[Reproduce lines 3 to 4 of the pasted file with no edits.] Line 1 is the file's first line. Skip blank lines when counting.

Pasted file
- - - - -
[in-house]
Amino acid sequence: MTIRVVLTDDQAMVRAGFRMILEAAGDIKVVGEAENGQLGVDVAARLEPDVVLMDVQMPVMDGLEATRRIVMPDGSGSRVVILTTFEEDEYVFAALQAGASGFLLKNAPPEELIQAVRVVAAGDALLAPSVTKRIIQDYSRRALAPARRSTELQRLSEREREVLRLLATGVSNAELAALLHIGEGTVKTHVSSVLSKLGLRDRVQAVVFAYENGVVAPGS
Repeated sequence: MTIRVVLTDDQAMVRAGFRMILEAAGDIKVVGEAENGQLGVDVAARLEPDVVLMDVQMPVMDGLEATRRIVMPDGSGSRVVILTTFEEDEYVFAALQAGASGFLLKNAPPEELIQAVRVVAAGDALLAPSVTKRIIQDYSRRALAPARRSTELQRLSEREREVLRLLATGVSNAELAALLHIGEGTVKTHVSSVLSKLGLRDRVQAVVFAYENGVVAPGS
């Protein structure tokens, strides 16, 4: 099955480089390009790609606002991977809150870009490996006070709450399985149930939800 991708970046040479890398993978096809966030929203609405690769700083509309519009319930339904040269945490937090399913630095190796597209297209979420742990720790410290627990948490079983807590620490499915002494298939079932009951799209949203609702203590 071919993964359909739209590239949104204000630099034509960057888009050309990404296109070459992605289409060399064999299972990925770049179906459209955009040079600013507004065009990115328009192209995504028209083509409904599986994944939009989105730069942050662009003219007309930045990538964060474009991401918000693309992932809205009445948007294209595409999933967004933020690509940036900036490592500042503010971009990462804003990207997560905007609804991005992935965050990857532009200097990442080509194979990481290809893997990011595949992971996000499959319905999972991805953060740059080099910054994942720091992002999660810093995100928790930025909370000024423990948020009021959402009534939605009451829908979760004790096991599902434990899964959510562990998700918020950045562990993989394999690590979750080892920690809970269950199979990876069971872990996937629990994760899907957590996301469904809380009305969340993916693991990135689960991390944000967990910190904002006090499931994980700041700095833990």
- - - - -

Repeated sequence: MTIRVVLTDDQAMVRAGFRMILEAAGDIKVVGEAENGQLGVDVAARLEPDVVLMDVQMPVMDGLEATRRIVMPDGSGSRVVILTTFEEDEYVFAALQAGASGFLLKNAPPEELIQAVRVVAAGDALLAPSVTKRIIQDYSRRALAPARRSTELQRLSEREREVLRLLATGVSNAELAALLHIGEGTVKTHVSSVLSKLGLRDRVQAVVFAYENGVVAPGS
């Protein structure tokens, strides 16, 4: 099955480089390009790609606002991977809150870009490996006070709450399985149930939800 991708970046040479890398993978096809966030929203609405690769700083509309519009319930339904040269945490937090399913630095190796597209297209979420742990720790410290627990948490079983807590620490499915002494298939079932009951799209949203609702203590 071919993964359909739209590239949104204000630099034509960057888009050309990404296109070459992605289409060399064999299972990925770049179906459209955009040079600013507004065009990115328009192209995504028209083509409904599986994944939009989105730069942050662009003219007309930045990538964060474009991401918000693309992932809205009445948007294209595409999933967004933020690509940036900036490592500042503010971009990462804003990207997560905007609804991005992935965050990857532009200097990442080509194979990481290809893997990011595949992971996000499959319905999972991805953060740059080099910054994942720091992002999660810093995100928790930025909370000024423990948020009021959402009534939605009451829908979760004790096991599902434990899964959510562990998700918020950045562990993989394999690590979750080892920690809970269950199979990876069971872990996937629990994760899907957590996301469904809380009305969340993916693991990135689960991390944000967990910190904002006090499931994980700041700095833990």